Hello, love the blog and enjoy reading your posts whenever you make them. I have a question, hope you can help. When you're playing an LG character, does it make sense to have them distrust governments, even those in settings where they match alignments? Whenever I play an LG character, I'm always suspicious of such officials, because if corruption is going to come from somewhere, its them. Are you LG, even if you're suspicious of those who enforce a potentially LG society? Does that make sense?
Thanks for the praise & the ask. It’s a rather interesting question I’ve been mulling over. Keeping in mind my definition of “Lawful” (holding oneself to an externally-defined code), it would largely depend on the relationship with who is setting the standard for that code. There are three entities involved, and the result depends on the interplay between them. Those three entities are the Lawful Good character (LG for short), the object of Suspicion (OoS), and whoever is the writer of law (WoL) in question.
I would say there are 3 possible interpretations:
- The most straightforward example might be that the LG is a follower of a particular deity. This makes the deity the WoL. The OoS we’ll say is some government which claims to also follow the same deity. In this case, having the LG suspicious of the government doesn’t cause the LG to change alignment. Their commitment is not to the OoS but to the deity. So longer as they are following the WoL, I would still classify them as Lawful Good. (Good example: Friar Tuck throwing the corrupt Bishop out of a Window in Robin Hood: Prince of Thieves). Still an LG imo.
- Another possible case is where the OoS IS the WoL. In this case, we might have the LG being a deputy or sheriff in some sort of law enforcement capacity, with their loyalty being tied to the law enforcement organization. An example of this might be something like the movie Serpico, where a cop surrounded by dirty cops doesn’t have anywhere to turn. If the LG is suspicious that the WoL is not actually Good, then I think it could go either way. Either they are holding themselves to the ideals the WoL was forgotten (or faked), and they are holding themselves to that Law and are still Lawful Good, or they recognize that this Law is not good and ought to be destroyed, therefore they are Chaotic Good. I could really go either way on this one. (Basically, I feel like this is a Don Quixote scenario, in which the character would consider themselves Lawful Good, but everybody else would call them Chaotic Good).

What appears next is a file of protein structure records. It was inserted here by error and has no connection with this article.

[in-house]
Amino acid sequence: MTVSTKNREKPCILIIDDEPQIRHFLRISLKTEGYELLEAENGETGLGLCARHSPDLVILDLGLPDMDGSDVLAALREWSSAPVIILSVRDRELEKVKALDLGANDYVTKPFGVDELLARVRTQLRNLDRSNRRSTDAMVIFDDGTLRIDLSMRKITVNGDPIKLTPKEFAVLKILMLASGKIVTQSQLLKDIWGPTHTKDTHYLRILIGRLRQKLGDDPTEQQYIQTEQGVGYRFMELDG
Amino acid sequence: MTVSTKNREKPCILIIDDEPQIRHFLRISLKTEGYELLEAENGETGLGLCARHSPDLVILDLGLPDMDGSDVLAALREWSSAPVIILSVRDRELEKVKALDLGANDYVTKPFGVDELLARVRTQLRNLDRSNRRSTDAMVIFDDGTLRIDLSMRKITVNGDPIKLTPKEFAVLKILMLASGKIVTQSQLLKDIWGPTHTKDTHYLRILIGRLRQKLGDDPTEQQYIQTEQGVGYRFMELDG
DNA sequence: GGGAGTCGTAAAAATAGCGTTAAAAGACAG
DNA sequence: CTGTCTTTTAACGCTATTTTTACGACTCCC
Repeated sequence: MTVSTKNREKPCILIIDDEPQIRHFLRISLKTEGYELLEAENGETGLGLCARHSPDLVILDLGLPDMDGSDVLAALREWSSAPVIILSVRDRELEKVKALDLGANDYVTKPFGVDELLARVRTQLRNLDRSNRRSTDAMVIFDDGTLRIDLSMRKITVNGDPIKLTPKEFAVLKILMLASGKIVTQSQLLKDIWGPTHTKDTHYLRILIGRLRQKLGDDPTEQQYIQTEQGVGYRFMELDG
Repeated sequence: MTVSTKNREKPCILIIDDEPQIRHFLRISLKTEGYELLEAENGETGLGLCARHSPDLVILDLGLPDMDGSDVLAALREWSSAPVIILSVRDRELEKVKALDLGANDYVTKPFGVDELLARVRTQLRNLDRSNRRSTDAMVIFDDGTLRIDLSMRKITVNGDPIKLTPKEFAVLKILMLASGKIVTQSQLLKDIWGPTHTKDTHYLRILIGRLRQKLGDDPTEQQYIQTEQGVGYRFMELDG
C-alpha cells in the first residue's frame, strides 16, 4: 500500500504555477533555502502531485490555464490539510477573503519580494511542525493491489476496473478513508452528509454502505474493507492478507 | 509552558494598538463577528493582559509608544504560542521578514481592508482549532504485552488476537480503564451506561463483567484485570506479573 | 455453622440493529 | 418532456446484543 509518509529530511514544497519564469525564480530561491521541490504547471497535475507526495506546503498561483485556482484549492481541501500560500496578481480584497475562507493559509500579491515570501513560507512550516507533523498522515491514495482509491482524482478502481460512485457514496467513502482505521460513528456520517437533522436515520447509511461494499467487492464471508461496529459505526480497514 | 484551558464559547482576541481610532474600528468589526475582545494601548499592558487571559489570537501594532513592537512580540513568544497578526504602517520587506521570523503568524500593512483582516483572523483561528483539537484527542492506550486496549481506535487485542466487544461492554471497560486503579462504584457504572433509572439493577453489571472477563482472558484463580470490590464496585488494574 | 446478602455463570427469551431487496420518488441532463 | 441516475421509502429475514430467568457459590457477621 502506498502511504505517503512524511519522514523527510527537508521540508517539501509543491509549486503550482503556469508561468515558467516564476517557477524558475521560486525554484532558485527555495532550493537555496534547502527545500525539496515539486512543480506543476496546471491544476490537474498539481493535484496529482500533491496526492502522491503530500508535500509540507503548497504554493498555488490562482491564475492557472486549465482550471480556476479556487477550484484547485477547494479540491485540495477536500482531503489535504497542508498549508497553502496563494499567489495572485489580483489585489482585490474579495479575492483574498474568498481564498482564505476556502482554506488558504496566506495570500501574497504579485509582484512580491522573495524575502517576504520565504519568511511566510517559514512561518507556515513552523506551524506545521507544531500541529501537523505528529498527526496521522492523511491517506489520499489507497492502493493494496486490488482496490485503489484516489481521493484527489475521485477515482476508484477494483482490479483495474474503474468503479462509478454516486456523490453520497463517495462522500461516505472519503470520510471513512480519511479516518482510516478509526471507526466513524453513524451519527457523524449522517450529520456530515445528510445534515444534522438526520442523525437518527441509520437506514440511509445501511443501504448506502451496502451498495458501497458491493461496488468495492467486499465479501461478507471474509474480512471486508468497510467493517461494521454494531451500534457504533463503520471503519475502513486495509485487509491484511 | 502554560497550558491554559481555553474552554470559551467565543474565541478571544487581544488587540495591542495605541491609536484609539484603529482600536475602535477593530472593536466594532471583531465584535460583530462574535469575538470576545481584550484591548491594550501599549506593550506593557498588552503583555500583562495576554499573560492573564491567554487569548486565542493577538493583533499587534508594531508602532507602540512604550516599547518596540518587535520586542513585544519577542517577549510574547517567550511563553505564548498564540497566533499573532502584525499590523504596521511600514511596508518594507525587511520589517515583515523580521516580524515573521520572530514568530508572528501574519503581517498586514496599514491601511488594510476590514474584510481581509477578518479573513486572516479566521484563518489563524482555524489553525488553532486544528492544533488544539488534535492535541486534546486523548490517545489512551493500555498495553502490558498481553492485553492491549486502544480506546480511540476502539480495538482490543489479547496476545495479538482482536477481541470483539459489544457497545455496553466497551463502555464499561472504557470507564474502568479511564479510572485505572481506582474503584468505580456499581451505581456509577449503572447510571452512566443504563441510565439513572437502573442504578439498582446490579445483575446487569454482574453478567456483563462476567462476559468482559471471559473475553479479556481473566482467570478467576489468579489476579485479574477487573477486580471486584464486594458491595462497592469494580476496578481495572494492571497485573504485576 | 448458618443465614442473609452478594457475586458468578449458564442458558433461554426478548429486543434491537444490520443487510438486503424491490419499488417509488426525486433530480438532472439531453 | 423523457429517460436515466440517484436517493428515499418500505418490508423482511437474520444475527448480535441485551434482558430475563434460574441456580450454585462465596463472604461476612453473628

- The third option is where I can see the LG losing their “Lawful” status. This is a case where the LG is suspicious of the WoL without cause or perhaps preemptively. The difference between this and #2 is that the LG has no reason to doubt the Goodness of the WoL. If the LG is inherently suspicious of the WoL, then I would say the LG is not truly committed to the standards established by the WoL. To be Lawful, you have to hold yourself to the that external code, and if you are suspicious of it, you can’t really hold yourself to it. If that’s the case, then I’d say the LG really isn’t LG at all, but Chaotic Good. I would say, in this case, they are probably most like good ol’ Thomas Jefferson, fighting the system for a better system (or, some might say, fighting the system for a system that treats him better).
So there you have it. Three possibilities, some of the Lawful Good, some of them Chaotic Good. To me, the telling difference isn’t so much the Lawful Good character themself, but rather the Writer of Law. If the establisher of the external code actually is good, then it’s very straightforward. If not, then I’d leave it up to the GM, but for me there’s a strong case to be made for the character becoming chaotic.